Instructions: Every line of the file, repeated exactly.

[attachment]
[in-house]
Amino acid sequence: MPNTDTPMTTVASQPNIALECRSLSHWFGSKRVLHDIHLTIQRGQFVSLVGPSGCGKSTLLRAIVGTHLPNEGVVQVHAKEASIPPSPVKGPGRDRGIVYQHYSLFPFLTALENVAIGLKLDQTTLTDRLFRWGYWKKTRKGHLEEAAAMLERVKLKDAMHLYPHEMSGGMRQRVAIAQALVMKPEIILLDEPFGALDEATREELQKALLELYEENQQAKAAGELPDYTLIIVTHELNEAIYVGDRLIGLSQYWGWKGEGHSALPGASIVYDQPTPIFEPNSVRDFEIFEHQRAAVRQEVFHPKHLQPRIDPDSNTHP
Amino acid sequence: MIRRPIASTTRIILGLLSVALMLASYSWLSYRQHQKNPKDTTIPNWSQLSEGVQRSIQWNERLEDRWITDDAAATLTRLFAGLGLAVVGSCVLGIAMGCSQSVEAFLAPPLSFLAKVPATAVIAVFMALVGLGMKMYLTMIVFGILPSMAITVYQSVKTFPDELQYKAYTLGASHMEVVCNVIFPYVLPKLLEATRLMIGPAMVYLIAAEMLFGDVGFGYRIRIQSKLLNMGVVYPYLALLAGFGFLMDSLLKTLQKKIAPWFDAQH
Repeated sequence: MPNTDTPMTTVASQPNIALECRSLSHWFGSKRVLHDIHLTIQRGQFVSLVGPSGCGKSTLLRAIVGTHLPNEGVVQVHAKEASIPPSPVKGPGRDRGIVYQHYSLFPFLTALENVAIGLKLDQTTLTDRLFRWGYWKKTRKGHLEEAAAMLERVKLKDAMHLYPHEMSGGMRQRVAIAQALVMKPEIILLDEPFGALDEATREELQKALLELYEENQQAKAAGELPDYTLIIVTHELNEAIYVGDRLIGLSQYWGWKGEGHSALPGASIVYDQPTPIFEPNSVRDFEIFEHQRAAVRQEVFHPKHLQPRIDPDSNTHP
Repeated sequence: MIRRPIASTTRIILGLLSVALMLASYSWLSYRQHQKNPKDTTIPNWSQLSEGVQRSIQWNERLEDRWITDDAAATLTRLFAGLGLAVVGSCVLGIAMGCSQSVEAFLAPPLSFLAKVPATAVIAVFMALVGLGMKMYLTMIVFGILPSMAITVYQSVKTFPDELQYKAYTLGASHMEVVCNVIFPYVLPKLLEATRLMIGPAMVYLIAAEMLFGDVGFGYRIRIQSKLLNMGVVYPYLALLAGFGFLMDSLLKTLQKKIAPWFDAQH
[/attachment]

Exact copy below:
[in-house]
Amino acid sequence: MPNTDTPMTTVASQPNIALECRSLSHWFGSKRVLHDIHLTIQRGQFVSLVGPSGCGKSTLLRAIVGTHLPNEGVVQVHAKEASIPPSPVKGPGRDRGIVYQHYSLFPFLTALENVAIGLKLDQTTLTDRLFRWGYWKKTRKGHLEEAAAMLERVKLKDAMHLYPHEMSGGMRQRVAIAQALVMKPEIILLDEPFGALDEATREELQKALLELYEENQQAKAAGELPDYTLIIVTHELNEAIYVGDRLIGLSQYWGWKGEGHSALPGASIVYDQPTPIFEPNSVRDFEIFEHQRAAVRQEVFHPKHLQPRIDPDSNTHP
Amino acid sequence: MIRRPIASTTRIILGLLSVALMLASYSWLSYRQHQKNPKDTTIPNWSQLSEGVQRSIQWNERLEDRWITDDAAATLTRLFAGLGLAVVGSCVLGIAMGCSQSVEAFLAPPLSFLAKVPATAVIAVFMALVGLGMKMYLTMIVFGILPSMAITVYQSVKTFPDELQYKAYTLGASHMEVVCNVIFPYVLPKLLEATRLMIGPAMVYLIAAEMLFGDVGFGYRIRIQSKLLNMGVVYPYLALLAGFGFLMDSLLKTLQKKIAPWFDAQH
Repeated sequence: MPNTDTPMTTVASQPNIALECRSLSHWFGSKRVLHDIHLTIQRGQFVSLVGPSGCGKSTLLRAIVGTHLPNEGVVQVHAKEASIPPSPVKGPGRDRGIVYQHYSLFPFLTALENVAIGLKLDQTTLTDRLFRWGYWKKTRKGHLEEAAAMLERVKLKDAMHLYPHEMSGGMRQRVAIAQALVMKPEIILLDEPFGALDEATREELQKALLELYEENQQAKAAGELPDYTLIIVTHELNEAIYVGDRLIGLSQYWGWKGEGHSALPGASIVYDQPTPIFEPNSVRDFEIFEHQRAAVRQEVFHPKHLQPRIDPDSNTHP
Repeated sequence: MIRRPIASTTRIILGLLSVALMLASYSWLSYRQHQKNPKDTTIPNWSQLSEGVQRSIQWNERLEDRWITDDAAATLTRLFAGLGLAVVGSCVLGIAMGCSQSVEAFLAPPLSFLAKVPATAVIAVFMALVGLGMKMYLTMIVFGILPSMAITVYQSVKTFPDELQYKAYTLGASHMEVVCNVIFPYVLPKLLEATRLMIGPAMVYLIAAEMLFGDVGFGYRIRIQSKLLNMGVVYPYLALLAGFGFLMDSLLKTLQKKIAPWFDAQH